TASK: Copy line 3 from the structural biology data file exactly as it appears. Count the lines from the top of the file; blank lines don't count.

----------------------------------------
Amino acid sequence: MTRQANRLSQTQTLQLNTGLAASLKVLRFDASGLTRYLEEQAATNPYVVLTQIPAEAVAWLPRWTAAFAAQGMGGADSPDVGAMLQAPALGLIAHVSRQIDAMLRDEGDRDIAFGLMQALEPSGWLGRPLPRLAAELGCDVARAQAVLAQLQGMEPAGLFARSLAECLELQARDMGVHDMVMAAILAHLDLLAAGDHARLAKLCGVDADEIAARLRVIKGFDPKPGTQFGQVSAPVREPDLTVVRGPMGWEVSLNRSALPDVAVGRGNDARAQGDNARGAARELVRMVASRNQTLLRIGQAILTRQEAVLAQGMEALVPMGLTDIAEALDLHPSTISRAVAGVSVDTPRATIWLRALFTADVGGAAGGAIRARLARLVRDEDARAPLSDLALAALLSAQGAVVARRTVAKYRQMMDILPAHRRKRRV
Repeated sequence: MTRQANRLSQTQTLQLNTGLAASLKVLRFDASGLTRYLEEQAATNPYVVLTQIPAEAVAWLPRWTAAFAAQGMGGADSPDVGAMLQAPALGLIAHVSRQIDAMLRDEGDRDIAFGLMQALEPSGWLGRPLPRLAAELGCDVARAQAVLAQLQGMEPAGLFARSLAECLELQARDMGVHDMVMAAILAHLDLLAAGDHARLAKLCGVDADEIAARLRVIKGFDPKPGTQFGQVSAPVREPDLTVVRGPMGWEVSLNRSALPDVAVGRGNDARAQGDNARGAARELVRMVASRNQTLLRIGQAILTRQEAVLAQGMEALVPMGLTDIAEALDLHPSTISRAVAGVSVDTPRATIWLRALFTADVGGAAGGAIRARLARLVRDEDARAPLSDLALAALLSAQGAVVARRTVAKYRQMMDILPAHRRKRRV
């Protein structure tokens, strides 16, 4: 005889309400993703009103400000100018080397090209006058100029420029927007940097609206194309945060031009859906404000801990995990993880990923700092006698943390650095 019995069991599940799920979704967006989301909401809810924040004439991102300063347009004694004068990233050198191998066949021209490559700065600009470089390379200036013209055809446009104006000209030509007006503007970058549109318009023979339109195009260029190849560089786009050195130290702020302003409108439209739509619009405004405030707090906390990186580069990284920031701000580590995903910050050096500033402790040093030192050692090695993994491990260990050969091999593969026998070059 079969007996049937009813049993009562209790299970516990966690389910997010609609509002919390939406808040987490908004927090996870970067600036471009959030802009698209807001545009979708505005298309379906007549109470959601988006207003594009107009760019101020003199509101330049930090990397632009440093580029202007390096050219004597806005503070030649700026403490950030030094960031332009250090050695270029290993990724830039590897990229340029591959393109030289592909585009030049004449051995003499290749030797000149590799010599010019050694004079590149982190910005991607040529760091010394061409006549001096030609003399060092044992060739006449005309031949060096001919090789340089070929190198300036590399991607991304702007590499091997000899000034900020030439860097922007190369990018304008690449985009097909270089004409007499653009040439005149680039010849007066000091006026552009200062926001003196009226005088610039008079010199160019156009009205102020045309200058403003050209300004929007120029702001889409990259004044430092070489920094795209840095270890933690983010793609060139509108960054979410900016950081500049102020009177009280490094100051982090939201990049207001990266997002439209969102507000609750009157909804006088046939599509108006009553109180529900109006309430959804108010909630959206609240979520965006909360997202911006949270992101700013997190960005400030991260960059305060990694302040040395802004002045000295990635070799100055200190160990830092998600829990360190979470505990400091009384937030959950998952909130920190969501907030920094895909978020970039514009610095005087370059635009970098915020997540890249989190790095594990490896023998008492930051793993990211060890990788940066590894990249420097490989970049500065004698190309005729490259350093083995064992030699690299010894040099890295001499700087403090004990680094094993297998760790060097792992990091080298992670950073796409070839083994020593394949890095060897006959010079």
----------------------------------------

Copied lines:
């Protein structure tokens, strides 16, 4: 005889309400993703009103400000100018080397090209006058100029420029927007940097609206194309945060031009859906404000801990995990993880990923700092006698943390650095 019995069991599940799920979704967006989301909401809810924040004439991102300063347009004694004068990233050198191998066949021209490559700065600009470089390379200036013209055809446009104006000209030509007006503007970058549109318009023979339109195009260029190849560089786009050195130290702020302003409108439209739509619009405004405030707090906390990186580069990284920031701000580590995903910050050096500033402790040093030192050692090695993994491990260990050969091999593969026998070059 079969007996049937009813049993009562209790299970516990966690389910997010609609509002919390939406808040987490908004927090996870970067600036471009959030802009698209807001545009979708505005298309379906007549109470959601988006207003594009107009760019101020003199509101330049930090990397632009440093580029202007390096050219004597806005503070030649700026403490950030030094960031332009250090050695270029290993990724830039590897990229340029591959393109030289592909585009030049004449051995003499290749030797000149590799010599010019050694004079590149982190910005991607040529760091010394061409006549001096030609003399060092044992060739006449005309031949060096001919090789340089070929190198300036590399991607991304702007590499091997000899000034900020030439860097922007190369990018304008690449985009097909270089004409007499653009040439005149680039010849007066000091006026552009200062926001003196009226005088610039008079010199160019156009009205102020045309200058403003050209300004929007120029702001889409990259004044430092070489920094795209840095270890933690983010793609060139509108960054979410900016950081500049102020009177009280490094100051982090939201990049207001990266997002439209969102507000609750009157909804006088046939599509108006009553109180529900109006309430959804108010909630959206609240979520965006909360997202911006949270992101700013997190960005400030991260960059305060990694302040040395802004002045000295990635070799100055200190160990830092998600829990360190979470505990400091009384937030959950998952909130920190969501907030920094895909978020970039514009610095005087370059635009970098915020997540890249989190790095594990490896023998008492930051793993990211060890990788940066590894990249420097490989970049500065004698190309005729490259350093083995064992030699690299010894040099890295001499700087403090004990680094094993297998760790060097792992990091080298992670950073796409070839083994020593394949890095060897006959010079």